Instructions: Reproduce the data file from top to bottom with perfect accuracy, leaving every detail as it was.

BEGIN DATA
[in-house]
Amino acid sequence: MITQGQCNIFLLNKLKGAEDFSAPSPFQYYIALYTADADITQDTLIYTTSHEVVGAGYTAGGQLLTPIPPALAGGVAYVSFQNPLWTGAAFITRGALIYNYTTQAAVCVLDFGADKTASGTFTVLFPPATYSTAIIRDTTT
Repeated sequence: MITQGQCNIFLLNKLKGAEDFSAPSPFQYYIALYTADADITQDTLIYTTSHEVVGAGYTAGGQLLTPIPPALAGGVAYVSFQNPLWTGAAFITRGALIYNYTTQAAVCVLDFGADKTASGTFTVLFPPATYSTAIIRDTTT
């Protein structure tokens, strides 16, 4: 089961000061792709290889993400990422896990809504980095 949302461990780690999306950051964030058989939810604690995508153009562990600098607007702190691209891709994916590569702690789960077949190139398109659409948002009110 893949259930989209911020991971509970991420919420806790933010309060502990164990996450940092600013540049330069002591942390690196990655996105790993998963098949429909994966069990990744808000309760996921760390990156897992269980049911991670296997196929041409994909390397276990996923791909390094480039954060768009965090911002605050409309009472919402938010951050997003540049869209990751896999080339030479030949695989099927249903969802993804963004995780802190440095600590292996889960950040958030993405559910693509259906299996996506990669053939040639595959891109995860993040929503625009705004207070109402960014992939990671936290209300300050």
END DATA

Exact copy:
[in-house]
Amino acid sequence: MITQGQCNIFLLNKLKGAEDFSAPSPFQYYIALYTADADITQDTLIYTTSHEVVGAGYTAGGQLLTPIPPALAGGVAYVSFQNPLWTGAAFITRGALIYNYTTQAAVCVLDFGADKTASGTFTVLFPPATYSTAIIRDTTT
Repeated sequence: MITQGQCNIFLLNKLKGAEDFSAPSPFQYYIALYTADADITQDTLIYTTSHEVVGAGYTAGGQLLTPIPPALAGGVAYVSFQNPLWTGAAFITRGALIYNYTTQAAVCVLDFGADKTASGTFTVLFPPATYSTAIIRDTTT
């Protein structure tokens, strides 16, 4: 089961000061792709290889993400990422896990809504980095 949302461990780690999306950051964030058989939810604690995508153009562990600098607007702190691209891709994916590569702690789960077949190139398109659409948002009110 893949259930989209911020991971509970991420919420806790933010309060502990164990996450940092600013540049330069002591942390690196990655996105790993998963098949429909994966069990990744808000309760996921760390990156897992269980049911991670296997196929041409994909390397276990996923791909390094480039954060768009965090911002605050409309009472919402938010951050997003540049869209990751896999080339030479030949695989099927249903969802993804963004995780802190440095600590292996889960950040958030993405559910693509259906299996996506990669053939040639595959891109995860993040929503625009705004207070109402960014992939990671936290209300300050």